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Magazine print shake up follows government media overhaul

Thursday, 19 October 2006
By Print21
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The Federal Government’s overturning of restrictions on foreign and cross-media ownership is precipitating the biggest ownership shakeup ever of the magazine sector across Australian and New Zealand. The estimated 3.2 billion copies across 150 titles produced annually by Australian magazine publishers are attracting unprecedented attention from private equity investors keen to leverage the freedom to cross promote.

Media mogul James Packer has positioned himself to take full advantage of the new media laws by entering a $4.5 billion deal with private equity group CVC Asia Pacific that will see him sell half of Publishing & Broadcasting Ltd (PBL), which contains APC Magazines as well as the Nine network and other ‘new media’ assets like ninemsn and carsales.com.au.

The deal will see the formation of PBL Media, the largest diversified media group in Australia. ACP Magazines along with the other media interests will be transferred over to the new company with PBL and CVC Asia Pacific each having a 50 per cent stake, enabling PBL Media to take advantage of local and international media opportunities.

PBL is by far the largest magazine publisher in the region with 44 titles, including circulation leader Australian Woman’s Weekly (circ. 610, 408). Under the late Kerry Packer it sold out of printing many years ago preferring to buy its print at home and abroad. The company has enjoyed is role as the ‘make or break’ print buyer in the heatset web sector, setting prices and shifting its printing with equanimity. Following the Hannan family’s entry into magazine publishing with its FPC stable, PBL further dispersed its major accounts across a number of new entrants including Blue Star and Times Argyle. Arguably its dominance in the marketplace has kept a lid on prices often reducing magazine printing to line ball profitability.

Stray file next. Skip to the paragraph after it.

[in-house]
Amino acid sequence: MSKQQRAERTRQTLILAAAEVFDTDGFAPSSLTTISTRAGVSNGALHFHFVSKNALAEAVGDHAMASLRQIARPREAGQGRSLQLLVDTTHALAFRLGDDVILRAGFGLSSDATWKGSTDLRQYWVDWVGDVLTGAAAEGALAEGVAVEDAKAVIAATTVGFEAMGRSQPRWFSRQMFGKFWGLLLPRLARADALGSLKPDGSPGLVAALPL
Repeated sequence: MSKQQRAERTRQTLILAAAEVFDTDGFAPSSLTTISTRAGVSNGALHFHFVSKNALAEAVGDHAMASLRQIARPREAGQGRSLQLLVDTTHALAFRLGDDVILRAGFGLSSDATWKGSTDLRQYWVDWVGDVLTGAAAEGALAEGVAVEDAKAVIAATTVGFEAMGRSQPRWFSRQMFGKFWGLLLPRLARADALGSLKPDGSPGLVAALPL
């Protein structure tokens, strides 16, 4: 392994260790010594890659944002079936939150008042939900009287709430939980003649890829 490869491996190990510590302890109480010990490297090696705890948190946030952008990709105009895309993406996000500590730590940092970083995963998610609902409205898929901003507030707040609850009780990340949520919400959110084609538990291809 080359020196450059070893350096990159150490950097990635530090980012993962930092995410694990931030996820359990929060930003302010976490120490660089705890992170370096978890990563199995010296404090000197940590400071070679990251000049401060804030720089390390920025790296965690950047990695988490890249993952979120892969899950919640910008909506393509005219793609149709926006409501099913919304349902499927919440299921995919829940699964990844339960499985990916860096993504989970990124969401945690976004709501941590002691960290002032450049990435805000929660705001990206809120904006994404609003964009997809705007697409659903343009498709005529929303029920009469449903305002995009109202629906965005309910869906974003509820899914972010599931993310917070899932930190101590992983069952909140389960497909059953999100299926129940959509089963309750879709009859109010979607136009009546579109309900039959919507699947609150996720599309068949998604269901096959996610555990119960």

Meanwhile the Hannan’s IMPG Group, which also owns Craft Printing, Offset Alpine, Inprint and Hannan Printing among others, is involved in its own sell-off of its FPC stable of magazines to take advantage of the high prices on offer following the media laws shake up. While the group is playing its cards close to its chest, PBL and Pacific Magazines are likely to be among the interested parties placing bids. Citigroup, the financial advisor to FPC Magazines, is said to be calling in final submissions next week with the deal expected to be closed off later in the month or early in November.

In the West, Kerry Stokes is set to become an even more powerful media mogul by taking an 8.5 per cent stake in West Australian Newspapers (WAN) valued at just under $200 million while reportedly looking to bring the figure up to 14 per cent. Already owning the largest television station in the state his move will stretch the spirit of the new laws.

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